Feeds

Kiwis rally against 'snoops' charter' law

PM Key calls protesters 'misinformed' and 'politically aligned'

Boost IT visibility and business value

New Zealanders have mobilised against the country's “spooks' charter”, the Government Communications Security Bureau (GCSB) bill that's been criticised for legitimising formerly-illegal snooping on NZ residents.

Last week, The Register reported that a deal between the country's minority government and Peter Dunne made it nearly certain that the bill would pass parliament. However, Kiwis are taking exception to the legislation. Over the weekend, protest rallies attracted thousands to 11 locations around the country.

Speaking at the steps of parliament at the Wellington protest, Greens Party co-leader Dr Russel Norman suggested that those attending the rallies could conduct a freedom of information denial-of-service attack on the GCSB. According to the Otago Daily Times, Norman suggested that everyone should file OIA (Official Information Act) requests with the spy agency asking how many people attended the rallies nationwide.

“Maybe if they're so tied up dealing with 10s of thousands of OIA requests, it might give them less time to go around spying on us with their special powers,” he reportedly said.

The New Zealand Herald reports that more than 2,000 attended the anti-GCSB rally in Auckland, and 500 attended in Wellington.

Prime minister John Key dismissed the protests as small, saying that protesters are either “politically aligned” or “misinformed”.

The controversial legislation was introduced after the arrest of Kim Dotcom and fellow operators of the Megadownload Website in 2012 led to the discovery that the GCSB had intercepted his communications. This turned out to be illegal, since at the time Dotcom was a New Zealand resident.

The subsequent investigation revealed that the spy agency had worked with other agencies to spy on New Zealand citizens 88 times since 2003. The proposed laws would legalise the GCSB's domestic activities. ®

Build a business case: developing custom apps

More from The Register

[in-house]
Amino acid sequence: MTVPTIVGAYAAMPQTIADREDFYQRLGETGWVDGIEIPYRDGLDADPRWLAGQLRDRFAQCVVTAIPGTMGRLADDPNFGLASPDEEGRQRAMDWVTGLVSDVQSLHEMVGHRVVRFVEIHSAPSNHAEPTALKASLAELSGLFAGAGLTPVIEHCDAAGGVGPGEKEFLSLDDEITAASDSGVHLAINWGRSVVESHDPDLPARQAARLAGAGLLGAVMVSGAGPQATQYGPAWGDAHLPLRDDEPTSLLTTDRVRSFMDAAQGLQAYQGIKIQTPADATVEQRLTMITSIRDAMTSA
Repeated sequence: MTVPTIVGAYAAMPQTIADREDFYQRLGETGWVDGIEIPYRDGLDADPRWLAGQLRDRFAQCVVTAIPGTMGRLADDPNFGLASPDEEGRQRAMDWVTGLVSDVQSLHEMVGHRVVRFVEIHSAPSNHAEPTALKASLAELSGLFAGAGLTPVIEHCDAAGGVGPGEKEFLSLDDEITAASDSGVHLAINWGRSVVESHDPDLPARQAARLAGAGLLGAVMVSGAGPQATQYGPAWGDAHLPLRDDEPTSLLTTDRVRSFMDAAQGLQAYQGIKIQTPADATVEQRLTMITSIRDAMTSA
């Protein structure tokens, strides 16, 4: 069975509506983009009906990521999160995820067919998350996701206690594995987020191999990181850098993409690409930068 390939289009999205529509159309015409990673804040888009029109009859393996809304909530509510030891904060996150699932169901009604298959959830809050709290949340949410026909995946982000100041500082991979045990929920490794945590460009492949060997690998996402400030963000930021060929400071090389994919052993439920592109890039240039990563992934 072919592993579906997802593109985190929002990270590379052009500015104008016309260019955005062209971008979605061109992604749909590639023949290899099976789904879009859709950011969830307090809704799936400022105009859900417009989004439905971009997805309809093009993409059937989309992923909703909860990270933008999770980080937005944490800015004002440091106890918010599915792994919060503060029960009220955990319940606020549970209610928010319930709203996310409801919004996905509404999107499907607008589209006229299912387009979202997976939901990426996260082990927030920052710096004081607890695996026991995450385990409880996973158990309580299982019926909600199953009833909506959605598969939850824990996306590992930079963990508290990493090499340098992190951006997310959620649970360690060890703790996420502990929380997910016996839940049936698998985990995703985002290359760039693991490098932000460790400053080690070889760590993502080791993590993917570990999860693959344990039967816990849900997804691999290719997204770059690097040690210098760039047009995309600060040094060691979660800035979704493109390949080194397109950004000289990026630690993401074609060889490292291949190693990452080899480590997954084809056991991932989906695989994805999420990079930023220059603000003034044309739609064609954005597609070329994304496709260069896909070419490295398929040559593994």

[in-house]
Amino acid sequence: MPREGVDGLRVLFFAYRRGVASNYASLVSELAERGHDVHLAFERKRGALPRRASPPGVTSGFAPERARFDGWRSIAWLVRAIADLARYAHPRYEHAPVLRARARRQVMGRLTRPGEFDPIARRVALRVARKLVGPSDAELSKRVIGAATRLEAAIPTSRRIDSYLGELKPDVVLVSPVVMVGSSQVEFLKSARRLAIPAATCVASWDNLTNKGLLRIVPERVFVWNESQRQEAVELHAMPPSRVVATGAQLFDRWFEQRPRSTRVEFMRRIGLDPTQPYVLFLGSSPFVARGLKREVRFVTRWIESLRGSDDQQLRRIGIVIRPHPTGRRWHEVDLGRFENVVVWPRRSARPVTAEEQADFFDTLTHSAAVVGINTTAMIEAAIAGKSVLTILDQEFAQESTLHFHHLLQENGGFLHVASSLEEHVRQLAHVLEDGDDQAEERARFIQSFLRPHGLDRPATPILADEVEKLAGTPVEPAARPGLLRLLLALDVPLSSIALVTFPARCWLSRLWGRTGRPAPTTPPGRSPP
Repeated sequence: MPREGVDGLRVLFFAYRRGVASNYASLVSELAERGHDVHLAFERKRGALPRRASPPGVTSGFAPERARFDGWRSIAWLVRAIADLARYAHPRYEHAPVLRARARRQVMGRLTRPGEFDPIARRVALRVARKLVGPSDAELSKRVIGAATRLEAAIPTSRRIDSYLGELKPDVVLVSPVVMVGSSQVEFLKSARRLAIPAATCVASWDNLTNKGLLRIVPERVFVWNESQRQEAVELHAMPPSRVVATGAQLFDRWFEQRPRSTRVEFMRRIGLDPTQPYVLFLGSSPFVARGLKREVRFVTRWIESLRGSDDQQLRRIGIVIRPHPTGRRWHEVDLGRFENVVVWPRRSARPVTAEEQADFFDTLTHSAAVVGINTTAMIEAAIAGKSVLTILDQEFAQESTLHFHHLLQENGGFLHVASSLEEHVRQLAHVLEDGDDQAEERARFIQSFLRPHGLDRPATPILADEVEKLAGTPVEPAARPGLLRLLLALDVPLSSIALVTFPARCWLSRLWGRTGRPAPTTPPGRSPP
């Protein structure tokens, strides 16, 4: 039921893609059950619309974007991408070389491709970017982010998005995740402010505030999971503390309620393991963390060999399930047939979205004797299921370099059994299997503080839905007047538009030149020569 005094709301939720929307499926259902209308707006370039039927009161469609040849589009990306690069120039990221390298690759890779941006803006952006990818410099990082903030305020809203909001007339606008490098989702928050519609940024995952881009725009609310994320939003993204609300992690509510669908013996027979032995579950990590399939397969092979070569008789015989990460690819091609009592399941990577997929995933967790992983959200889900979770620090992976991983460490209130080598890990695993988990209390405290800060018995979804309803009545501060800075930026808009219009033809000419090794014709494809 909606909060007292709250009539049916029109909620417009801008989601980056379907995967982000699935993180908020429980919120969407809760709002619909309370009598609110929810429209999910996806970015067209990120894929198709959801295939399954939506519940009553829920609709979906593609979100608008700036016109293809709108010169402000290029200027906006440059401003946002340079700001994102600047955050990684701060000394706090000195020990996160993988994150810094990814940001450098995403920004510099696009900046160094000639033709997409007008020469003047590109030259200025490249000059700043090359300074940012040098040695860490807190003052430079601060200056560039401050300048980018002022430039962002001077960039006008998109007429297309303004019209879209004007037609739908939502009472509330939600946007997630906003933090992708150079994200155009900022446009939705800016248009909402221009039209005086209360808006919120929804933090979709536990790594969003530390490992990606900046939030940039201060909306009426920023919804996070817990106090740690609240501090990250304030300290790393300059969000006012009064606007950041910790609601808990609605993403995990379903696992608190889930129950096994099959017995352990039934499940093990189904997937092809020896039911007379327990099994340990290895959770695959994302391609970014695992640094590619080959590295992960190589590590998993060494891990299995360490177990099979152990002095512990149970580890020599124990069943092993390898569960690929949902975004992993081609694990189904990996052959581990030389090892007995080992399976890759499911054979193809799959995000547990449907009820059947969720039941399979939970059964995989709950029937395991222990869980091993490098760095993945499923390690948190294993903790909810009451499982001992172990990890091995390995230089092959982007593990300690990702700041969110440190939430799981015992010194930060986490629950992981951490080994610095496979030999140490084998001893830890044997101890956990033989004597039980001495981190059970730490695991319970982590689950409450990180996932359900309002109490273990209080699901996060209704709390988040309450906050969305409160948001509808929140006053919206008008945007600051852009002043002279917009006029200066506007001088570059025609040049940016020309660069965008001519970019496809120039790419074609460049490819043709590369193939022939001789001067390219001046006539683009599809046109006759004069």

next story
Just TWO climate committee MPs contradict IPCC: The two with SCIENCE degrees
'Greenhouse effect is real, but as for the rest of it ...'
'Blow it up': Plods pop round for chat with Commonwealth Games tweeter
You'd better not be talking about the council's housing plans
Arrr: Freetard-bothering Digital Economy Act tied up, thrown in the hold
Ministry of Fun confirms: Yes, we're busy doing nothing
Help yourself to anyone's photos FOR FREE, suggests UK.gov
Copyright law reforms will keep m'learned friends busy
Apple smacked with privacy sueball over Location Services
Class action launched on behalf of 100 million iPhone owners
Adam Afriyie MP: Smart meters are NOT so smart
Mega-costly gas 'n' 'leccy totting-up tech not worth it - Tory MP
Yes, Australia's government SHOULD store comms metadata
Not because it's a good idea but because it already operates the infrastructure and processes to do it well
prev story

Whitepapers

Implementing global e-invoicing with guaranteed legal certainty
Explaining the role local tax compliance plays in successful supply chain management and e-business and how leading global brands are addressing this.
Boost IT visibility and business value
How building a great service catalog relieves pressure points and demonstrates the value of IT service management.
Why and how to choose the right cloud vendor
The benefits of cloud-based storage in your processes. Eliminate onsite, disk-based backup and archiving in favor of cloud-based data protection.
The Essential Guide to IT Transformation
ServiceNow discusses three IT transformations that can help CIO's automate IT services to transform IT and the enterprise.
Maximize storage efficiency across the enterprise
The HP StoreOnce backup solution offers highly flexible, centrally managed, and highly efficient data protection for any enterprise.